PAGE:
Imperfect unionsKim Kwang-ki
The author is an editorial writer of the JoongAng Ilbo.
“Workers of all lands, unite!” “Let’s do our part for society!” These are some slogans that appear on banners at recent rallies by the Korean Confederation of Trade Unions (KCTU). The contentious trade union must be feeling a cold vibe from the public. But it is still barking up the wrong tree to find a solution.
Companies are growing tired of hard-line unions in Korea. Many are taking new businesses overseas along with jobs that otherwise would have gone to Koreans. In today’s globalized world, there are no frontiers in investments and consumption. Governments must vie rigorously to draw foreign capital to their home turfs and make jobs for their economies.
Members of the KCTU are not oblivious to the recent trend. But they still look for solutions in old-fashioned ideological books. “Workers of the world, unite!” is a famous rallying cry from Karl Marx’s 1848 “Communist Manifesto.” Imagine what the world would look like if workers from all lands united and if wage and working terms became the same across the world. Capital would no longer chase cheap labor cost and wealth disparities could ease significantly.
But that can only work in theory. Post-Marx, workers have endured two world wars and fought for their national interests. Today’s workers also team up with their governments or employers to fight for work with other countries. In both developed and emerging economies, governments, workers and employers are joining forces for their collective interests. Korea is the odd man out.
What about the second slogan, “Let’s do our part for society!” Unions are enjoying a late heyday under the liberal government of President Moon Jae-in. Memberships of the two umbrella groups increased by 10 percent last year. The Korean Federation of Trade Unions (KFTU) represents 1 million workers and the more combative KCTU represents over 900,000. Of the near 2 million members combined, more than 80 percent are on the payroll of large private companies, financial companies and public companies. Unionization at companies employing 300 or more is 60 percent, whereas the share is a marginal 0.2 percent at small workplaces that employ 30 or fewer.
Most of the members of the two umbrella union groups earn 80 million won ($71,016) to 100 million won a year, among the highest earners in the country. They are referred to as upper-class unionized workers. The income gap between full-time workers aligned to the two union groups and those of smaller companies or part-timers is ever-widening. That may explain the unlikely new slogan at KCTU rallies, meant to appease negative sentiment towards the unionized workers. The two umbrella unions are now attempting to take advantage of their powerful organizations to represent the weak individuals.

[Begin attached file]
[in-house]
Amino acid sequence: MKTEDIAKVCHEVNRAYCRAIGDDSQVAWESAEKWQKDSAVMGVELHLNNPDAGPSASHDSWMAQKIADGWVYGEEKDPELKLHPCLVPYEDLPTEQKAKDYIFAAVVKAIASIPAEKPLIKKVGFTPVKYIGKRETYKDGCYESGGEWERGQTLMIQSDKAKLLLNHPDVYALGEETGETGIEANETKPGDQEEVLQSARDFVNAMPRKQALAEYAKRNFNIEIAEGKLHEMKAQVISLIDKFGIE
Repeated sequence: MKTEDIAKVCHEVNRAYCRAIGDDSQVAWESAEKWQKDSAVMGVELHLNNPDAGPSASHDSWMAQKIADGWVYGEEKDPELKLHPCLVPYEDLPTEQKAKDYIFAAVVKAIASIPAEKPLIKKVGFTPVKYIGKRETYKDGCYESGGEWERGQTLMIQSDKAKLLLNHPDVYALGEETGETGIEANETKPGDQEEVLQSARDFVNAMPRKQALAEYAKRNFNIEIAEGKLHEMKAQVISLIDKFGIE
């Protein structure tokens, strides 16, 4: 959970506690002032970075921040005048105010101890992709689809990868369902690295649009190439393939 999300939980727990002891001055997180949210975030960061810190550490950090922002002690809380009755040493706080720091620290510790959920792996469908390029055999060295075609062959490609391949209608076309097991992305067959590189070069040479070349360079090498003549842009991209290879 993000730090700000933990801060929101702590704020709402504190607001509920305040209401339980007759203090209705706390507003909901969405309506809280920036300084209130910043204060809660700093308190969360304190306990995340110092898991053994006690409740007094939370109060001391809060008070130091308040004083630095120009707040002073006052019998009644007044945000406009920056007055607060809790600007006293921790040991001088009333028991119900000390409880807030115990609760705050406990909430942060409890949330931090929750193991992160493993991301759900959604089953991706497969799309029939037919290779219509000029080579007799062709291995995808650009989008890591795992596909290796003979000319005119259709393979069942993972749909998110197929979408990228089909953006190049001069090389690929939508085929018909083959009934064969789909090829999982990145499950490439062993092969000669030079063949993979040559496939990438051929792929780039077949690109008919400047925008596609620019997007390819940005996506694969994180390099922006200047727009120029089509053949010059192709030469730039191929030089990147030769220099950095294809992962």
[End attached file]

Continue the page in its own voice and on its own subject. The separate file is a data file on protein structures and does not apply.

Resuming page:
But a slogan is just a slogan. In reality, unionized workers demand that companies first give them work. They oppose the so-called Gwangju business model, where the Gwangju city government and Hyundai Motor want to start an auto-making factory to assemble cars at cheaper labor costs to create jobs and save cost for the manufacturer. That’s the last thing they want to see.
President Moon has shown a new eagerness to turn more of his attention to the economy and unfavorable business realities. He vowed to improvement the economy and individual livelihoods, and is verbally promoting corporate innovation and investment. He has started meeting owners of small- and mid-sized, as well as big, companies. Lifting regulations and increasing fiscal spending won’t be enough: the labor market must be revamped. Companies won’t be encouraged to innovate and invest when authorities are under the influence of powerful unions.
The government must shake off its indebtedness to the KCTU, although the group did help the administrations take power. The administration must pay attention to the broader population and create an environment to generate more jobs. When entrepreneurship and financial markets revive, innovative growth will pan out even without heavy government spending.
A grass-roots revolution to replace the corrupt former administration was possible through the joining of the broader working and centrist populations. It is true that unions and progressive civic groups laid the groundwork. But without the participation of housewives and families in the weekend protests, the peaceful candlelight vigils to remove a corrupt president for the first time ever could not have been possible. Moon cannot make headway in his reform agenda if he cannot win support from the business and middle-class communities.
JoongAng Ilbo, Jan. 9, Page 27